More is known about the stars above than the world beneath our feet.
Auckland caves are Basaltic and there are over 150 having formed in mere days.
There are also many sea caves; New Zealand has the largest ones in the world.
A veil of darkness cloaks the nocturnal beauty of cave lairs with fanciful rock features.
Stone formations called speleothems emerge from the caverns’ floor like mushrooms.
These karst cavities, known as glow worm caves, are delicate dens and prehistoric ancient underground realms known for potholing around the globe.
Caves are mysterious underground chambers home to many fun things.
A treasure trove of delicate and prehistoric formations; stalactites, stalagmites, flowstone, crystals, glow-worm galaxies as well as showcasing many fossils!
But the true reason people love to explore caves in Aotearoa (New Zealand) is for the opportunity to see glow worms. You might even find a hidden hole, like Sméagol/Gollom (Trahald!), and admire these incredible creatures.
As active cavern explorers ourselves, these rock chambers are no longer lost worlds, you never know what you’ll stumble on in these natural wonders—and that’s just part of the Spellbound attraction! Lucky for us, Auckland (and beyond) has many honking holes and fun blackwater rafting streamways for all you cavemen/cavewomen to explore. Experience the thrill of glow worm caves in NZ, on one of our Glow worm cave tours or glow worm tours NZ wide.
30 million years ago Mother Nature worked her karst magic and began to form tomo’s; some of the most incredible Limestone Lairs and Marble Mountains. Once a lost world, now discovered dens, join Social Nature Movement on the perfect beginner or family friendly grotto experience exploring this natural underground wonderland!
Caving and seeking Glow Worms in New Zealand is an established hobby as well as being a part of commercial tomo tourism. International potholers have also explored with us these limestone lairs and marble mountains with family and friends.
Let loose your children on a Troll patrol, embracing a real spellbinding cave tour or what is called ‘wild-caving’, beyond the artificial lights and commercial walkways. So expect a cavity to get a little (or a lot) wet through blackwater rafting and muddy, but worry not, we provide all the caving clothing and equipment making your adventure fun, and most importantly safe!
With various stone cavity challenges, there is a grotto route for everyone! Don’t fancy crawling through the stream or blackwater rafting?, then you don’t have too! Fancy challenging yourself through a tight pothole squeeze?, then follow your guide into the most exciting – but not frightening – of den wriggles!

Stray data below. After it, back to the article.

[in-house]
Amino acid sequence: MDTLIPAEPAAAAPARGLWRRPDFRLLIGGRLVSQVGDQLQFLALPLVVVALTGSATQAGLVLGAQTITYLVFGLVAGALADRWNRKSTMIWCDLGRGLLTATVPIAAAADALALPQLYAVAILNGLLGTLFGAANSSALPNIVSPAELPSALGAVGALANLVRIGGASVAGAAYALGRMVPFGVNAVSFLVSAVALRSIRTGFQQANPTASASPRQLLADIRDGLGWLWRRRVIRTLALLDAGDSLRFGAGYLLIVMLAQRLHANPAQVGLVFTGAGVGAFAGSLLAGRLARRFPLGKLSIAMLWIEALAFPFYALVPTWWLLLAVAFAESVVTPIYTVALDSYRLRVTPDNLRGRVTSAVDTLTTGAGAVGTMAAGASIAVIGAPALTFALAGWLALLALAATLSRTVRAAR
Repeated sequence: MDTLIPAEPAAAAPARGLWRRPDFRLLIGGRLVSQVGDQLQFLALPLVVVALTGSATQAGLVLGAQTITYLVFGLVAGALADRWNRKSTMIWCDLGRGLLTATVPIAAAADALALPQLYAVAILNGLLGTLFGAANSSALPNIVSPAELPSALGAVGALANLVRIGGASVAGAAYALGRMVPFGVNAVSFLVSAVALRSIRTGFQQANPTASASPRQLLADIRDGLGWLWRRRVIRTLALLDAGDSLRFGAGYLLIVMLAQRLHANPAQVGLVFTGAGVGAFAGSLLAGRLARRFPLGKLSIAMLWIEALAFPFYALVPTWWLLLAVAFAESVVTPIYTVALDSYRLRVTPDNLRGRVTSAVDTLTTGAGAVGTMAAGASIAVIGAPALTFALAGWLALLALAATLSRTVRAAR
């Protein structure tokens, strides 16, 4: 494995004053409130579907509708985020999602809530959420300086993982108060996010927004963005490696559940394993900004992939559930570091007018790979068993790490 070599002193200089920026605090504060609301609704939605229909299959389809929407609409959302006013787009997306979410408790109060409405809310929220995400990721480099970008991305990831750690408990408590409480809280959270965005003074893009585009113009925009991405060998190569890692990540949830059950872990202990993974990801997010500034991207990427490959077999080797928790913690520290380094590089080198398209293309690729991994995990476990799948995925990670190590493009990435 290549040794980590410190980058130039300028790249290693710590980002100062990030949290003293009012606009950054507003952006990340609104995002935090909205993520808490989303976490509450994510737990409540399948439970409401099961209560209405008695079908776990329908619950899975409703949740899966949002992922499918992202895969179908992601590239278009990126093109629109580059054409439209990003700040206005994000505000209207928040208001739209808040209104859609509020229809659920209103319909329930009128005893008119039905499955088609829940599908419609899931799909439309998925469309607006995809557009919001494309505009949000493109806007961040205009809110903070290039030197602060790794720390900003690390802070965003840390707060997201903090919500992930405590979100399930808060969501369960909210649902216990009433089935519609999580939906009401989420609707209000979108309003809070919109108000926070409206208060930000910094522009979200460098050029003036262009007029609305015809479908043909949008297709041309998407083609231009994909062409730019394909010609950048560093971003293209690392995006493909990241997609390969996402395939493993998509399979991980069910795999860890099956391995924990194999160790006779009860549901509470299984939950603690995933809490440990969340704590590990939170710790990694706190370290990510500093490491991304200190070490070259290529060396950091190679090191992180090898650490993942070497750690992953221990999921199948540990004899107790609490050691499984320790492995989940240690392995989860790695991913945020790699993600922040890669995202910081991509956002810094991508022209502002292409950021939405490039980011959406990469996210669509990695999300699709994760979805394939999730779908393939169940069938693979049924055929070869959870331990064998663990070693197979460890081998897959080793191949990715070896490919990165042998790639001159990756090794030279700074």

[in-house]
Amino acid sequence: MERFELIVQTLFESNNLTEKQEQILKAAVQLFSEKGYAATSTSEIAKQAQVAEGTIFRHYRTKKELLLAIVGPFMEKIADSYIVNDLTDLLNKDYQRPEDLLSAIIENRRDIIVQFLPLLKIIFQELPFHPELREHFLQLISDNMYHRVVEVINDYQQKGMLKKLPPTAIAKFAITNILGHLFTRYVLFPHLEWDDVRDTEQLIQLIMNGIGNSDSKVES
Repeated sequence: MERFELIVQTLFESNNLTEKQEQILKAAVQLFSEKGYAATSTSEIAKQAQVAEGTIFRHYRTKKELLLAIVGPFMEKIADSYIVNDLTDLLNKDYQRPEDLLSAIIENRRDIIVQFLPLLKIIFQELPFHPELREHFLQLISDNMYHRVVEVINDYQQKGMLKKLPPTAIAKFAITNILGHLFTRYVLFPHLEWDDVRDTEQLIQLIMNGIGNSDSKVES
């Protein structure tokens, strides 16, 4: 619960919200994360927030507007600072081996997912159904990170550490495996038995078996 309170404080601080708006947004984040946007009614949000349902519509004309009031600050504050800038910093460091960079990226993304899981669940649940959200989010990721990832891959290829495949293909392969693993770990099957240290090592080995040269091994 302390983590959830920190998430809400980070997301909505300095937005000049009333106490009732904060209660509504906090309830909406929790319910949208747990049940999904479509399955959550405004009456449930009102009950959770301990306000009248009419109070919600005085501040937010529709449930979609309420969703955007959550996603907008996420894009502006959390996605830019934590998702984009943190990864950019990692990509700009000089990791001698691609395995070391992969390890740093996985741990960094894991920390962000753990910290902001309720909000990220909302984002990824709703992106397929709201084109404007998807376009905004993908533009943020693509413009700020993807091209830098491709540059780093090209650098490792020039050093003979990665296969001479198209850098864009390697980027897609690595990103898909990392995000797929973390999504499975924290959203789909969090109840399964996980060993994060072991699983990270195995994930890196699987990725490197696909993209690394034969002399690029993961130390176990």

Marvel at the glow worms increasing brilliance as your eyes adjust to spellbound darkness. At Social Nature Movement, we know in tomos you need at least 20 minutes for your eyes to completely adjust to the cavernous darkness. So, we shut down our lamps, letting the glowworm galaxies illuminate the cave holes. See these intriguing nocturnal den creatures up close and marvel at their fascinating life. Be amazed and awed by the spectacle and sheer number of glowworms inhabiting the rock chambers of Social Nature Movement’s caving paradise.
Naturally and sensitively presented, our spellbinding karst cavities make you feel like an explorer from a stone age on a Troll patrol. A fascinating ancient time vault, its not Narnia, rather a nocturnal lost world waiting for your curiosity!
Caving is therapeutic because radiation and bad ions cannot penetrate the rock.
Glowworm galaxies are a must see. Glowworms glow because the chemicals and enzymes from their bodies are reacting with oxygen in the air to create light. Glowworms glow to attract insects. Let your curiosity glow to attract discoveries. The secret world of caving is closer to home than you know.
– Lightning bug
– Lampyridae (Fireflies).
– Arachnocampa / titiwai (fungus gnat)
– Elateridae, Phengodidae, and Rhagophthalmidae among beetles; as well as members of the genera Arachnocampa, Keroplatus, and Orfelia among keroplatid fungus gnats.
Caving and seeking Glow Worms in New Zealand is an established hobby as well as being a part of commercial cave tourism.
Recreational caving is practised by several hundred members of caving associations all over New Zealand, who take advantage of the widespread limestone karst cave systems present in the country, especially in the Waitomo District of the North Island and in the Nelson-Tasman region of the South Island. There are also several hundred thousands of visitors to various tourist caves and glow worms in New Zealand per year, though a majority of these trips would not properly be called caving.
Caving and Glow Worms exploration in New Zealand is thought to have started with a group of Auckland-area people who started to discover the lava caves in the volcanic cones of the area in the 1940s (though commercialised trips through caves at Waitomo Caves had actually already existed for several decades). The caving group quickly progressed to exploring caves in the Waikato and King Country areas, and the New Zealand Speleological Society was founded in 1949 by Henry Lambert, with the first rough facilities at Waitomo being established in 1955.
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The New Zealand Speleological Society (NZSS) is the national organising body for recreational caving in New Zealand. They promote the sport of caving, the exploration of caves and the conservation of caves and the karst landscapes they reside in. The NZSS also operates the NZ Cave Search and Rescue system on behalf of LandSAR and SAR NZ.